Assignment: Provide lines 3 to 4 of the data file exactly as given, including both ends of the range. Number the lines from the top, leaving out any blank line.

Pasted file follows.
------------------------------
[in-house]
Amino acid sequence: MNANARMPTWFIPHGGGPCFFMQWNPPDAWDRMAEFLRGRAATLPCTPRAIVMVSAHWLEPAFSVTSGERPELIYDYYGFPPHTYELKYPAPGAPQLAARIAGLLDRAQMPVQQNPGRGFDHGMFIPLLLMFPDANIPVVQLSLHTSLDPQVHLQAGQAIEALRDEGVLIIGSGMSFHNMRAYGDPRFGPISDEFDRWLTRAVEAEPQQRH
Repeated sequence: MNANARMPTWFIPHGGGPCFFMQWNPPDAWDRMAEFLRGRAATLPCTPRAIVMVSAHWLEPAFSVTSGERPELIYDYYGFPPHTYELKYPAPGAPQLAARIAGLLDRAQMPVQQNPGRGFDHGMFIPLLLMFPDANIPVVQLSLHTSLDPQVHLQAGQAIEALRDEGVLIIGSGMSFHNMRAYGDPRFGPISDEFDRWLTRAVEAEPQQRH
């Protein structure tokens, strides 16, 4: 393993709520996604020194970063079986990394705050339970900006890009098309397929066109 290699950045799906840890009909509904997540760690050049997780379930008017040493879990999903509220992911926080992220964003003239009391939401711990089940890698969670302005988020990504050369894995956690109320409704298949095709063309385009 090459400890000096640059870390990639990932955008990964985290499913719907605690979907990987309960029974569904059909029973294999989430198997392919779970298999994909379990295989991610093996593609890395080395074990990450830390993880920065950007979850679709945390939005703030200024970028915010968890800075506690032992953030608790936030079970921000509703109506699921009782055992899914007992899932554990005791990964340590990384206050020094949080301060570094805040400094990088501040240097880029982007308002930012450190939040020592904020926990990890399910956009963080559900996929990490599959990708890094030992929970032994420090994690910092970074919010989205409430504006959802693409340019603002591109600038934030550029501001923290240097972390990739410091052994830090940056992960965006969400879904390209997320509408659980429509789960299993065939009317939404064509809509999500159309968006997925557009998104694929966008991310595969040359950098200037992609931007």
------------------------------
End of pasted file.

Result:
Repeated sequence: MNANARMPTWFIPHGGGPCFFMQWNPPDAWDRMAEFLRGRAATLPCTPRAIVMVSAHWLEPAFSVTSGERPELIYDYYGFPPHTYELKYPAPGAPQLAARIAGLLDRAQMPVQQNPGRGFDHGMFIPLLLMFPDANIPVVQLSLHTSLDPQVHLQAGQAIEALRDEGVLIIGSGMSFHNMRAYGDPRFGPISDEFDRWLTRAVEAEPQQRH
């Protein structure tokens, strides 16, 4: 393993709520996604020194970063079986990394705050339970900006890009098309397929066109 290699950045799906840890009909509904997540760690050049997780379930008017040493879990999903509220992911926080992220964003003239009391939401711990089940890698969670302005988020990504050369894995956690109320409704298949095709063309385009 090459400890000096640059870390990639990932955008990964985290499913719907605690979907990987309960029974569904059909029973294999989430198997392919779970298999994909379990295989991610093996593609890395080395074990990450830390993880920065950007979850679709945390939005703030200024970028915010968890800075506690032992953030608790936030079970921000509703109506699921009782055992899914007992899932554990005791990964340590990384206050020094949080301060570094805040400094990088501040240097880029982007308002930012450190939040020592904020926990990890399910956009963080559900996929990490599959990708890094030992929970032994420090994690910092970074919010989205409430504006959802693409340019603002591109600038934030550029501001923290240097972390990739410091052994830090940056992960965006969400879904390209997320509408659980429509789960299993065939009317939404064509809509999500159309968006997925557009998104694929966008991310595969040359950098200037992609931007």